What is Early Intervention?
In Pennsylvania, Early Intervention is a FREE service for children between the ages of 0-3. This is meant to support early childhood development. Parents/caregivers can request an evaluation if they have concerns about their child’s development, or if a daycare teacher or doctor has mentioned concerns. To request an evaluation, parents/caregivers can contact the department of Early Intervention in their county. A doctor’s referral/prescription is not necessary.
Who can receive Early Intervention?
After receiving an initial evaluation, if your child is noted to have a delay of 25% or more than other children his/her age, they will qualify to receive one or more of the following services:
- Physical Therapy
- Occupational Therapy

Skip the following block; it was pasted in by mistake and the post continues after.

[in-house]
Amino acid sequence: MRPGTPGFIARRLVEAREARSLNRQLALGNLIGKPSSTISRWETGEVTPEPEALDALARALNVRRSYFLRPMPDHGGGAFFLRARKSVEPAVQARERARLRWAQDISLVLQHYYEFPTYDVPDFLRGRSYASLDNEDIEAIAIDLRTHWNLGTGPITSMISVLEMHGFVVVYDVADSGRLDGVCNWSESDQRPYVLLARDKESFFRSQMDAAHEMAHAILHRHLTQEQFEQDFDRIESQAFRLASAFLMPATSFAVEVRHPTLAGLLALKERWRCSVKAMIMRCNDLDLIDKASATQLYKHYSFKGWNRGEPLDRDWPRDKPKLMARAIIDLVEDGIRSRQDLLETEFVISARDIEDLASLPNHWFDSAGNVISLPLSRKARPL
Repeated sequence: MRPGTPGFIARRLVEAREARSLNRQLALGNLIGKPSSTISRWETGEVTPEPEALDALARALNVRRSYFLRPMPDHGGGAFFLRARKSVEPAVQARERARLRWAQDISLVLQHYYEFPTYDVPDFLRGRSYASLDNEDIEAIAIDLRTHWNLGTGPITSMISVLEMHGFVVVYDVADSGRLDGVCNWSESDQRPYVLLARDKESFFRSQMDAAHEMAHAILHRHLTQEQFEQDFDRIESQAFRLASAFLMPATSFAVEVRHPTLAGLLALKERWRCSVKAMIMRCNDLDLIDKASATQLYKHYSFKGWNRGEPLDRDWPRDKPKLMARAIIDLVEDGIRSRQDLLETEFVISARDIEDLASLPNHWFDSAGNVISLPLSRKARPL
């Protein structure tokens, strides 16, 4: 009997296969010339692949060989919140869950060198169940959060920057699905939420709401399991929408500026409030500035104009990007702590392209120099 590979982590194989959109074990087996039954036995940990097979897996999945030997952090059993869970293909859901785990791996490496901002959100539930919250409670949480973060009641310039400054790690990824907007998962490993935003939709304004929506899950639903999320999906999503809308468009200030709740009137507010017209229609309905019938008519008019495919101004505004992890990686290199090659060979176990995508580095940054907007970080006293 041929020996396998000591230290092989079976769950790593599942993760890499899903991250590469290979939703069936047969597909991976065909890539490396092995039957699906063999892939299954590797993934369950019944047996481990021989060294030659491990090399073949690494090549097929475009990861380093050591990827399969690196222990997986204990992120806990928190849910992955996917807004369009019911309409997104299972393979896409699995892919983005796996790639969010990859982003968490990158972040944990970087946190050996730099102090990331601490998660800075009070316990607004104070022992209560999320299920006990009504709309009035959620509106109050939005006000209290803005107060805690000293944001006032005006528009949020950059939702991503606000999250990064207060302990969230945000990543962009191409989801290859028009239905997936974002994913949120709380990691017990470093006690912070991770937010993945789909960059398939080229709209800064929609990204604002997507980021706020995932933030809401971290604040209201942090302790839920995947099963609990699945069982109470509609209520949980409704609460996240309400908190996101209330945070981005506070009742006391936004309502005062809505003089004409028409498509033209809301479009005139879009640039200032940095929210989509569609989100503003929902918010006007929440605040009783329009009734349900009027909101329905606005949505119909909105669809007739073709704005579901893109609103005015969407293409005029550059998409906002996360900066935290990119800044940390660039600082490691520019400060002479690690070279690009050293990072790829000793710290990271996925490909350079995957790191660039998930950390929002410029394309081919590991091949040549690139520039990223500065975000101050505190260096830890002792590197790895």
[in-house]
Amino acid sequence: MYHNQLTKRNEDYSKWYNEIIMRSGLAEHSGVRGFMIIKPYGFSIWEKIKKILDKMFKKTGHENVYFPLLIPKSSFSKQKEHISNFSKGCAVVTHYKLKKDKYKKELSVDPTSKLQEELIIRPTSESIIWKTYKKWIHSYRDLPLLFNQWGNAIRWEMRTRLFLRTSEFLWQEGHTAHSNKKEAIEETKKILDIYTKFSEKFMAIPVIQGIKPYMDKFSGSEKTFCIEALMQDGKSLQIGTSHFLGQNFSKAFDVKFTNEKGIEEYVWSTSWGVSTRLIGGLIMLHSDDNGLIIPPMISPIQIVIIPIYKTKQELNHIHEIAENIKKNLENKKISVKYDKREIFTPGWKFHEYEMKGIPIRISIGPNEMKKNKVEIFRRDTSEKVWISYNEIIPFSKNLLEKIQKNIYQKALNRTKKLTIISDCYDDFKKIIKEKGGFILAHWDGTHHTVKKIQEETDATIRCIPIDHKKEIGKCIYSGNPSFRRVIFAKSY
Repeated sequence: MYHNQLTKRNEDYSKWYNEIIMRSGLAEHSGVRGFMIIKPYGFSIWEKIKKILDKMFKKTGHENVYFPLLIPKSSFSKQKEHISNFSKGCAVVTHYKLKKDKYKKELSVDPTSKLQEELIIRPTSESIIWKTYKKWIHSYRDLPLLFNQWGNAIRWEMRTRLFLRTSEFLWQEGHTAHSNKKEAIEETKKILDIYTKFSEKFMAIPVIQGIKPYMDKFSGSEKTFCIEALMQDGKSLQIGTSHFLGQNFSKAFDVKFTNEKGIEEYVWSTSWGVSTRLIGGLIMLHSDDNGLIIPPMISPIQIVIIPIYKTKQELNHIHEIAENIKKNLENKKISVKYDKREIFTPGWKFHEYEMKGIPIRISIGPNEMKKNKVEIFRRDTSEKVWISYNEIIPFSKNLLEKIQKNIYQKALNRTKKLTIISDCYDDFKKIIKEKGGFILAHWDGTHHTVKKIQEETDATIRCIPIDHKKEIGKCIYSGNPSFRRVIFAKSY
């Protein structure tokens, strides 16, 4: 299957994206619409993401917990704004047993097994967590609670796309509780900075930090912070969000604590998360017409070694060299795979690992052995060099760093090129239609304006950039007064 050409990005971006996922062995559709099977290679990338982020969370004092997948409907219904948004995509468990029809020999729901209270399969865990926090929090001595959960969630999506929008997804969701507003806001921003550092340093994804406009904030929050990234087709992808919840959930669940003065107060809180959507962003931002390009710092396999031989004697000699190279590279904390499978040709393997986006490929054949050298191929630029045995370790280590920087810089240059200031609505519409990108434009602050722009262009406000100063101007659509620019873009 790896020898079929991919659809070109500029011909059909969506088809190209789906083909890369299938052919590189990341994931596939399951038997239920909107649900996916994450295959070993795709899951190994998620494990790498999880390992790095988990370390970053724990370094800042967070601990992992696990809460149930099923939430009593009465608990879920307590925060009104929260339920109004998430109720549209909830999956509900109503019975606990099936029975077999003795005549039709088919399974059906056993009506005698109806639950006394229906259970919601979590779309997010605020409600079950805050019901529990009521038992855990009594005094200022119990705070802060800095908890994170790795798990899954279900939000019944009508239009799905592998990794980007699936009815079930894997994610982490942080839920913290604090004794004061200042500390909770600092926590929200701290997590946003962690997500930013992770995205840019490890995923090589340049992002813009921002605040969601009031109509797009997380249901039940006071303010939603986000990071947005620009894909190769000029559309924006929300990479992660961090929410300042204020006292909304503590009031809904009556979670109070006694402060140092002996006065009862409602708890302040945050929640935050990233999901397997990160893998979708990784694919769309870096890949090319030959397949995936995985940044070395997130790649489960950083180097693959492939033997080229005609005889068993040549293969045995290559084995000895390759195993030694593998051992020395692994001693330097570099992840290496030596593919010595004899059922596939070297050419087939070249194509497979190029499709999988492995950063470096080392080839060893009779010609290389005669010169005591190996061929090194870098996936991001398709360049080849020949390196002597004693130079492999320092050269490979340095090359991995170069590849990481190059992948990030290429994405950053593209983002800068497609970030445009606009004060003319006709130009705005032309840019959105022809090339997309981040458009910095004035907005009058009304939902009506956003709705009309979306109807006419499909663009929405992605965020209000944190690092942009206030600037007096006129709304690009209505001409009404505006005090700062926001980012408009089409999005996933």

- Speech therapy
- Special Instruction
What is the parent/caregiver’s role in Early Intervention?
Early Intervention services are meant to provide parents/caregivers with training and coaching to support their child’s development. Parents/caregivers will be asked to set goals for the child so that the focus of services can address what is most important to the family. During Early Intervention sessions, parents/caregivers can ask questions about development and learn ways to help their child’s development during daily activities. It is most important to find a quiet place with limited interruptions during Early Intervention sessions. This may mean keeping pets in another room and muting cellphones.
Where does Early Intervention take place?
Early Intervention services are provided in the child’s natural environment. This may be at home, at daycare or in the community at a park, library or grocery store.
How is Early Intervention different than Outpatient Therapy?
Early Intervention services are provided in the child’s natural environment, while outpatient therapy services take place at a clinic. Early Intervention is a FREE service funded through the state, while outpatient therapy is billed through medical insurance. Early Intervention services are provided in the child’s home until the age of 3, while outpatient therapy can continue throughout a child’s lifespan.